Fitness and Gender-Related Differences in Heart Period Variability

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The purpose of this study was to elucidate the processes of autonomic nervous system control of the heart in high fit and low fit men and women by examining indices of vagally mediated cardiac control.


There were 40 participants (19 women and 21 men) classified as either high fit or low fit on the basis of scores from the University of Houston Non-Exercise Test (N-EX). Both time domain and frequency domain cardiovascular measures were calculated during a resting baseline period (BL), a facial cooling task (FCT) designed to elicit parasympathetic activity, a reaction time task (RT) designed to elicit primarily sympathetic activity, and a combination task (COMBO) designed to elicit a combination of both parasympathetic and sympathetic activation and recovery periods after each task.


Both time and frequency domain indices of heart period variability (HPV) indicated that high fit individuals exhibited greater vagal control of the heart relative to low fit individuals at baseline and across all tasks. In addition, the results suggest greater relative vagal control of the heart in women compared with men. Reactivity scores revealed significant main effects for condition for both time and frequency domain measures of HPV, but no main effects or interactions involving fitness or gender.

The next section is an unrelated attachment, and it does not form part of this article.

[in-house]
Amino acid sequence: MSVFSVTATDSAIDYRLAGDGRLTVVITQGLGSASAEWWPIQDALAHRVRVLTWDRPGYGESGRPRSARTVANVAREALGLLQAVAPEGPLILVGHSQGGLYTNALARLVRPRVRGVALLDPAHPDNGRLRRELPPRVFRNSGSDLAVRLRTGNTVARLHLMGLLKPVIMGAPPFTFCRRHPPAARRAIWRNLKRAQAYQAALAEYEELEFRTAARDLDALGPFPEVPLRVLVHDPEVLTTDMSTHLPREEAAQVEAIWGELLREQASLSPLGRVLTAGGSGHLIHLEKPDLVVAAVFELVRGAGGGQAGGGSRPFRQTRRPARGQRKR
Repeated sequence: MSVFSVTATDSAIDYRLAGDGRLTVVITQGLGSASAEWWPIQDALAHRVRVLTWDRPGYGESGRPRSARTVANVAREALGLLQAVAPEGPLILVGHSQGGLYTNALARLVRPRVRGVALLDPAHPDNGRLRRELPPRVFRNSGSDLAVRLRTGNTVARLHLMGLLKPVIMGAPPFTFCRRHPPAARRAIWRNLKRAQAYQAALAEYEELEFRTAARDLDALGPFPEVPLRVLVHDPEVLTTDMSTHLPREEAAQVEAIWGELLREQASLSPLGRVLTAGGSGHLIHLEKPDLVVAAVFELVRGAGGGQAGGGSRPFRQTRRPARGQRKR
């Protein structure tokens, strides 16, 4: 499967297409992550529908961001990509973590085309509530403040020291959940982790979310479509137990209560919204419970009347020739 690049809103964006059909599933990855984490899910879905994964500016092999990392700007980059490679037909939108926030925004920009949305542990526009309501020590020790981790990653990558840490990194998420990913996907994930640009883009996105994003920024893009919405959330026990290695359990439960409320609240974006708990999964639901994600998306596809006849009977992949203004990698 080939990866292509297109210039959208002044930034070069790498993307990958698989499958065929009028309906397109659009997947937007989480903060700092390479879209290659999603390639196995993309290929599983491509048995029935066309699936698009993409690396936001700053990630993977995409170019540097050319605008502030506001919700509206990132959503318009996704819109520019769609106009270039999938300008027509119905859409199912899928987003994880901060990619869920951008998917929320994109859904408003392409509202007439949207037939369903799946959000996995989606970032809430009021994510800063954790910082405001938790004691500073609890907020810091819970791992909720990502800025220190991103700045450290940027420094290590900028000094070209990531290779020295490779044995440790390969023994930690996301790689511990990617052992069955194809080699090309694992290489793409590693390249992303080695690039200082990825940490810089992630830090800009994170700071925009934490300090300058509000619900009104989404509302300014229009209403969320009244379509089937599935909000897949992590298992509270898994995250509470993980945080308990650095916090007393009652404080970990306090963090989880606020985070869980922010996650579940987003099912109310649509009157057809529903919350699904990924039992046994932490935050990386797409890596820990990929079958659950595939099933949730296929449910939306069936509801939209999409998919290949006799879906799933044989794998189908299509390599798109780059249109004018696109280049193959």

First, small differences in aerobic capacity result in meaningful differences in cardiac autonomic control, with high fit individuals clearly demonstrating greater vagally mediated cardiac control. Second, important gender-related differences in HPV indicate that women exhibit greater vagal control and men exhibit more sympathetic cardiac control even though heart period (HP) did not differ. Third, the mechanisms underlying the beneficial effects of fitness and those placing women at a reduced risk for coronary heart disease (CHD) seem to be similar.

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